Wednesday, September 05, 2007

C'mon God, think!


I've thought quite a bit lately about some objections brought up about the theist answer to the problem of evil. For example, its been asked "If God is perfectly good, powerful and loving, then He has the ability to create humans who have free-will yet choose always and everywhere good. Why hasn't He done this?" Put in logical form it would look something like this:

  • God is all powerful
  • An all powerful being can create anything
  • Therefore God can create anything
  • Something is a part of anything
  • To always choose good within free will would be a form of perfection
  • Humans could potentially be perfect
  • Perfect humans are something
  • Therefore God can create humans who always chose good within free will
(not done to Dr. Menzel's standard but it'll work)

The underlying assumption that goes with this argument however is that if something is possible for God to do (i.e.- create perfectly good humans), and we think He should have done it, then He should have done it. Sort of like a five year old telling his mom he should have a cookie before dinner because he could eat it if she gave it to him.

A couple of thoughts on why God didn't create us to choose good all the time:
1) As weird as it sounds, maybe we were. What if we were created in such a way that we chose good every time- every time that is that we encountered the occasion of temptation without outside influence. Though we could never know, who's to say how long Adam and Eve lived prior to committing the first sin with the help of a certain serpent. Just a thought that popped into my head, I couldn't back it up too much without more thought (and I don't know if its something I'd want to back up if I gave it more thought... whatever).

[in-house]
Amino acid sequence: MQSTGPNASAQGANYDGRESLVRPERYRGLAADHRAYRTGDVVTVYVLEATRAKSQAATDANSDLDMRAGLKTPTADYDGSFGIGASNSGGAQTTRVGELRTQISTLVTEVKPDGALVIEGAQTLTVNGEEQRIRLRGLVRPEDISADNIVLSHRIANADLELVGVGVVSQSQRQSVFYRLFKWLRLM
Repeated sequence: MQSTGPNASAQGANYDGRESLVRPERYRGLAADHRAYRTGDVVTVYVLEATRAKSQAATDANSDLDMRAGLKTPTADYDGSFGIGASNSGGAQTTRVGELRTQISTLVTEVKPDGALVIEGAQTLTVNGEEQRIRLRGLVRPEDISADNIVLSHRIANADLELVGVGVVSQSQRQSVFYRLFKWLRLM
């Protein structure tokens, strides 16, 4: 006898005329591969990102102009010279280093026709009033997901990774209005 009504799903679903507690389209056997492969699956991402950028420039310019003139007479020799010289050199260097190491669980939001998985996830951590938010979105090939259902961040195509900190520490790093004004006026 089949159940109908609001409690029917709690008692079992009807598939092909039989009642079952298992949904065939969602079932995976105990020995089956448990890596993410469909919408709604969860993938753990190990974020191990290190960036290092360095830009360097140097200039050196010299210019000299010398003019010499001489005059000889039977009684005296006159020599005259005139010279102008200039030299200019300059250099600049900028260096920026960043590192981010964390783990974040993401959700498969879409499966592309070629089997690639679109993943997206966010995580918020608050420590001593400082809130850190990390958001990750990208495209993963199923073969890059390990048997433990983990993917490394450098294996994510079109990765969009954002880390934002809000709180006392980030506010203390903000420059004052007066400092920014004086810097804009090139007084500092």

2) Maybe God's perfect wisdom saw it necessary to show us a contrast between real good and real evil. How could we know evil unless we saw it in real life? Anyone who has done any electrical work (or put together anything from Home Depot) knows that the way things should work theoretically and how they really work are world's apart. To copy Dr. Peter Kreeft "you can't appreciate the height of the mountain unless you see the depth of the valley."

To close out this post, I'd like to make mention that there are humans who exist in a state with their free will perfectly aligned to God's- they're in Heaven. A couple of them even walked the earth: Jesus and his mom.




2 comments:

Christopher said...

C.S. Lewis in his book, The Problem of Pain, addresses at length your first suggestion. We don't now how long humanity existed in grace, we don't know exactly what happened that inspired a theo-centric soul to choose to be anthropocentric (note: C.S. Lewis did not use that language, but I think it fits), what we do know is that something happened and it could have been the sin of pride (choosing the creaturely-self over the Divine-Thou).

aggiecatholic said...

Yeah, that's what seems to be the answer most theologians give. Dr. Scott Hahn has a different approach to original sin- a kind of blackmail by the devil. I know he explains it in the Our Fathers Plan series from EWTN but I think he also goes into it at

http://www.salvationhistory.com/
online/beginner/class1_lesson2_1.cfm#
III.%20Falling%20Down

Its an interesting take on the fall you don't here all that much but was evidently popular way back when.